I don't know if the term "Swingin' Gothic" has been coined yet but that's about the best I can come up with to describe this self-consciously ridiculous, pre-slasher seventies horror comedy starring Vincent Price. Set in mid-1920's London, the eponymous evil genius (Price) is out to avenge the death of his wife on the poor surgeons who were unable to save her life following a bad car wreck. Seizing upon a second auto accident (yep) to fake his own death, Phibes, a famous organist and theological scholar now badly scarred beneath a rubber mask and unable to talk, holes himself away in a bizarre art deco mansion and contrives to murder the doctors involved one by one in the style of the Old Testament's ten plagues of Egypt - bees, bats, rats, locusts, darkness etc. Comic relief Detective Inspector Trout (Peter Jeffrey) of Scotland Yard is on the case but can he stop the madman before he slays a good portion of England's jobbing character actors?
The opening credits of this enjoyably silly Phantom Of The Opera variation from director Robert Fuest (who went on to shoot episodes of TV's The New Avengers, 1976-77) and shlock producers Samuel Z. Arkoff and James H. Nicholson tell you all you need to know. The scene opens on a hooded Price hammering and flailing away at some Mendelssohn on a levitating, neon red grand organ in suitably tormented fashion while an aviary of stuffed birds and a mechanical orchestra ('Dr Phibes' Clockwork Wizards') look on blankly. The more we see of Phibes' lair the more alarming things get - decked out in lavender and rose drapes with gold trimmings, all ugly statuary and floor-lit faux-marble staircases, the place seems to have been designed not so much by Phibes but someone even more ghastly and demented: Laurence Llewellyn Bowen. It later transpires that Phibes' idiosyncratic tastes extend to being chauffeured around in a jalopy that has his face sketched onto its blacked-out windows by a mute chick in knee high boots and furs who insists on playing a mournful violin whenever anyone gets murdered. Okaaay... By the time you see this kooky pair carting around golden wheelbarrows full of sprouts and cabbages with which to concoct their latest ludicrously convoluted homicide (no, really), you've probably just about given up on questioning the logic of this daftest of films entirely.
However, the forced eccentricity and plodding surrealism of the execution aside, The Abominable Dr Phibes actually has plenty to recommend it. There are good turns from Jeffrey and Hugh Griffith as a suspiciously Welsh rabbi in a cobwebbed synagogue, plus an all-too-brief cameo from Terry-Thomas as a leching physician who can't wait for his housekeeper to take the night off so that he can get back to swilling brandy and cranking his projector (ahem) over some saucy belly-dancing films before Phibes breaks in and drains his body entirely of blood. The great Joseph Cotten looks more than a little tired in a supporting role but it's nice to see him all the same. There's also some well observed British class satire on show, as when an elderly aristocrat in a gentleman's club complains irritably about the noise, before bristling his moustache and returning to his newspaper, as two policeman try to quietly aid a man impaled through the chest with a brass unicorn bust.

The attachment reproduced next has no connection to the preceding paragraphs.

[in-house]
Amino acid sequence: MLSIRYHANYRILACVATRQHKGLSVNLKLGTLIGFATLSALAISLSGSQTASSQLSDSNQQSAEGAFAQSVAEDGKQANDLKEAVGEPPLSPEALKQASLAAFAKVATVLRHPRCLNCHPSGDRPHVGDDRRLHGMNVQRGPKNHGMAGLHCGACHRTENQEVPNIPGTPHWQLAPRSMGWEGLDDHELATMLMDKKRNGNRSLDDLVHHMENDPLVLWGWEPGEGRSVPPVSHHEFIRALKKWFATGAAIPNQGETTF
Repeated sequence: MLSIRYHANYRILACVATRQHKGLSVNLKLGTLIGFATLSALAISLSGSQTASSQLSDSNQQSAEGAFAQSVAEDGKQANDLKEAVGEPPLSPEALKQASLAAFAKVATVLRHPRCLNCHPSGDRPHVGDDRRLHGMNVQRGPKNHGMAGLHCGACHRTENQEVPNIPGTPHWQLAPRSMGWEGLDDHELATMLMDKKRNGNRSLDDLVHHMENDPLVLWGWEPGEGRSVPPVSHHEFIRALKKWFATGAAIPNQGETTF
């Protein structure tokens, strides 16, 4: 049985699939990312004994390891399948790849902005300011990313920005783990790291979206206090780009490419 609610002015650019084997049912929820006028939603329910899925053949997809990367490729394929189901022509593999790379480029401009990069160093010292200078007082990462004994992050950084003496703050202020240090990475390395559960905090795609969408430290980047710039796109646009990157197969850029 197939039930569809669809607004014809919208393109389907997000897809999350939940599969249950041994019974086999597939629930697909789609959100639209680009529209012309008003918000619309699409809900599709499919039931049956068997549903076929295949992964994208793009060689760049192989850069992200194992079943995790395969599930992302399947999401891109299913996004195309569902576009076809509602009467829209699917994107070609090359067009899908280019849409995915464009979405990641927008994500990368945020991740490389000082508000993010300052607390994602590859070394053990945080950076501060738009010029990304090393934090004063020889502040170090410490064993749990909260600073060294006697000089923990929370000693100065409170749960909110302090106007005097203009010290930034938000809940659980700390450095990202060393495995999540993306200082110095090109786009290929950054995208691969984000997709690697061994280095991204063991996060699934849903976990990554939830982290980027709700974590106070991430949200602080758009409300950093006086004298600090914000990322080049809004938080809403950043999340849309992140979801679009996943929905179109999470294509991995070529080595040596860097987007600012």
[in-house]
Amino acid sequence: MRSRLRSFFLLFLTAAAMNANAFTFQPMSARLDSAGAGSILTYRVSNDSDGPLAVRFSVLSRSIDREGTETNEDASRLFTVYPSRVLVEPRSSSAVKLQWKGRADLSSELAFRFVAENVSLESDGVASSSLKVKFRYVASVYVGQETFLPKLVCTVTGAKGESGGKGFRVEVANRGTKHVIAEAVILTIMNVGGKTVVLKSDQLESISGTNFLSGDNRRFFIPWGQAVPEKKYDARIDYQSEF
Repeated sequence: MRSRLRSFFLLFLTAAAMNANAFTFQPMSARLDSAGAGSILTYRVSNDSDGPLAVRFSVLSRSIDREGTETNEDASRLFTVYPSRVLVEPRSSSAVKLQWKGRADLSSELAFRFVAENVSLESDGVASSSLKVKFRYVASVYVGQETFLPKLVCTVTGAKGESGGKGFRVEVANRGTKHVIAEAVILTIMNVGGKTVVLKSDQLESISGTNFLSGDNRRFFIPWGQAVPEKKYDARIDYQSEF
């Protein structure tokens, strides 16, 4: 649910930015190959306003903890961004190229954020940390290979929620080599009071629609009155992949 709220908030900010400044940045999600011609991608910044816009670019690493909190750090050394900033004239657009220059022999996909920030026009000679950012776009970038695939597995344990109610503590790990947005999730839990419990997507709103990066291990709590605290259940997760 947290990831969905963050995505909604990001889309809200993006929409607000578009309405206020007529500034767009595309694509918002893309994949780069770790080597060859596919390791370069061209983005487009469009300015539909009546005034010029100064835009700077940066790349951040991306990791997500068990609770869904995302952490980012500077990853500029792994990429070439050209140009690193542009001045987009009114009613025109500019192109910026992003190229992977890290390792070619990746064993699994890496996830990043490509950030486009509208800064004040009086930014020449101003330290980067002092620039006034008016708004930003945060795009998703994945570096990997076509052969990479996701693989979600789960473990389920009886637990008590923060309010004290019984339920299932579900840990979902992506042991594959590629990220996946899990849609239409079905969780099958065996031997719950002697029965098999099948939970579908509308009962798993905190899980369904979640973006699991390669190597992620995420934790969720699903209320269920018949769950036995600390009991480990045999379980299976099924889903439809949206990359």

As a horror film, Phibes acts as a homage to some of the krazier excesses of the genre from its 1930's heyday (when films like Karl Freund's Mad Love were doing the rounds) but it also anticipates the Biblically-inspired ritual killing of David Fincher's Se7en (1995) and the ingeniously gory death traps of the more recent Saw franchise (2003-10), mostly obviously in the scene where Cotten must perform emergency heart surgery on his son to retrieve a key but also in the head-crushing frog mask donned by an unsuspecting psychiatrist at Phibes' gala ball. A cruel joke on a self-proclaimed "head shrinker". Meanwhile Phibes' grand unveiling at the film's conclusion, where we are finally treated to the full extent of his horrific deformity, also reveals an obvious inspiration for Wes Craven's Freddie Krueger from A Nightmare On Elm Street (1984).
Price is clearly having fun with a character that almost serves as an amalgam of his many great horror roles - think of his Prince Prospero in Roger Corman's The Masque Of The Red Death (1964) and Matthew Hopkins in Michael Reeves's Witchfinder General (1968) - though the premise squanders the actor's usual expressive style and plummy voice, which is only ever heard via a tinny gramophone recording. Price would return to the role a year later in a sequel, Dr Phibes Rises Again!, and also appeared in another rather similar British production in 1973, Theatre Of Blood, in which he played a stage actor who assassinates his critics in increasingly elaborate ways borrowed from Shakespeare plays. Phibes meanwhile lives on through various punk tributes by bands such as The Misfits and The Damned and indirectly via recent interpretations of the Batman villain Victor Freeze, whose tragic wife-on-ice backstory can be traced back to poor old Anton Phibes and his embalmed other half.